GREENHOUSE

THE 200-YEAR STORY OF GLOBAL WARMING

At least half this book is fascinating history of technology—the birth and growth of the Industrial Revolution; the second half describes what that portends in terms of global warming. Christianson is a historian (Indiana State Univ.) who has written biographies of Newton, Hubble, and Loren Eiseley, and clearly has a scholar’s eye for depth and detail. His story begins with the mathematician Fourier, whose studies of heat diffusion led to the idea that gases in the earth’s atmosphere trapped sunlight and re-radiated it back to the earth as heat. Next are 19th- century tales of the soot and blackening of the skies over English cities as coal replaced wood in homes and factories—and mutant moths with black wings replaced their spotted forebears on blackened tree trunks. Coal mining, iron and steel works, the coming of the railroads, the discovery of oil, the automobile age. . . . Each new development is neatly captured in fine style, with sketches of colorful personalities. The sky begins to fall in the second half, where Christianson lays out chapter and verse on the increasing load of carbon dioxide in the atmosphere, the chlorofluorocarbon-ozone hole story, deforestation and droughts, rain forest loss, the evidence from ice core bores, and more. International agreements to control emissions and pollution are fought out between the have and have-not nations, resulting in only modest gains and the dim prospect that countries like China and India will not comply. On the other hand, Christianson and others acknowledge that climate and weather are notoriously complex to model, so maybe we don’t have all the answers yet. That said, the book ends on an ominous note: recent studies indicate that “the average global temperature has increased by 1.8 degrees over the past five centuries. And about 80 percent of the warming has occurred since 1750.” One can only conclude that Christianson’s case for global warming should be read as global warning. (30 illustrations)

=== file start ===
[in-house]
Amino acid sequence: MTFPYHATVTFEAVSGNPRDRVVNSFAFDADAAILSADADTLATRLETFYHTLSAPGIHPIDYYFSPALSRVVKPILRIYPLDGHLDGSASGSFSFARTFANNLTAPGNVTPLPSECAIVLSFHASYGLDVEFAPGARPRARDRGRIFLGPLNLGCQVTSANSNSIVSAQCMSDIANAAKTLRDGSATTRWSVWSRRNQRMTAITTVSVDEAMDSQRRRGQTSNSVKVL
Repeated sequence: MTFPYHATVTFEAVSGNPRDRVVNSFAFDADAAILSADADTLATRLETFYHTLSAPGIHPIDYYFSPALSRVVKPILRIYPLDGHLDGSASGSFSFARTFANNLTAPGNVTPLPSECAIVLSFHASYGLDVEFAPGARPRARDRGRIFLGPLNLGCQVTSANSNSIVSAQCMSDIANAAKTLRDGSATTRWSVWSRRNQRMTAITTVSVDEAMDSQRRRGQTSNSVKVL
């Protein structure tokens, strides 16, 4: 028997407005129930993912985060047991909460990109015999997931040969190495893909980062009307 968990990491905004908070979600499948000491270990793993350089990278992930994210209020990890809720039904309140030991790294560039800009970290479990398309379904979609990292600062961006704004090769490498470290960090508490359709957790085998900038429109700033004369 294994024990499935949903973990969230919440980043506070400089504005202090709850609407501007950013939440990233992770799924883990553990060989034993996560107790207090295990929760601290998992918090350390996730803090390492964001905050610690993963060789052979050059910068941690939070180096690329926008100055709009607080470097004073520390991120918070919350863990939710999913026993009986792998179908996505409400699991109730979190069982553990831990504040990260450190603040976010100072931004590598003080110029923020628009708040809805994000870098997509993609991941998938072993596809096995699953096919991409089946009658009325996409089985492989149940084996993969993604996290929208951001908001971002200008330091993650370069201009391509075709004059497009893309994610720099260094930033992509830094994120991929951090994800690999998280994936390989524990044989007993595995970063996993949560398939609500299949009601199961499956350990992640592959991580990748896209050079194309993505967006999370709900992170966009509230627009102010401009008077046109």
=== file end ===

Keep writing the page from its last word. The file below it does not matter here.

Pub Date: May 15, 1999

ISBN: 0-8027-1346-7

Page Count: 320

Publisher: Walker

Review Posted Online: May 20, 2010

Kirkus Reviews Issue: April 15, 1999

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An authoritative, engaging study of plant life, accessible to younger readers as well as adults.

THE INCREDIBLE JOURNEY OF PLANTS

A neurobiologist reveals the interconnectedness of the natural world through stories of plant migration.

In this slim but well-packed book, Mancuso (Plant Science/Univ. of Florence; The Revolutionary Genius of Plants: A New Understanding of Plant Intelligence and Behavior, 2018, etc.) presents an illuminating and surprisingly lively study of plant life. He smoothly balances expansive historical exploration with recent scientific research through stories of how various plant species are capable of migrating to locations throughout the world by means of air, water, and even via animals. They often continue to thrive in spite of dire obstacles and environments. One example is the response of plants following the Chernobyl nuclear disaster. Three decades later, the abandoned “Exclusion Zone” is now entirely covered by an enormous assortment of thriving plants. Mancuso also tracks the journeys of several species that might be regarded as invasive. “Why…do we insist on labeling as ‘invasive’ all those plants that, with great success, have managed to occupy new territories?” asks the author. “On a closer look, the invasive plants of today are the native flora of the future, just as the invasive species of the past are a fundamental part of our ecosystem today.” Throughout, Mancuso persuasively articulates why an understanding and appreciation of how nature is interconnected is vital to the future of our planet. “In nature everything is connected,” he writes. “This simple law that humans don’t seem to understand has a corollary: the extinction of a species, besides being a calamity in and of itself, has unforeseeable consequences for the system to which the species belongs.” The book is not without flaws. The loosely imagined watercolor renderings are vague and fail to effectively complement Mancuso’s richly descriptive prose or satisfy readers’ curiosity. Even without actual photos and maps, it would have been beneficial to readers to include more finely detailed plant and map renderings.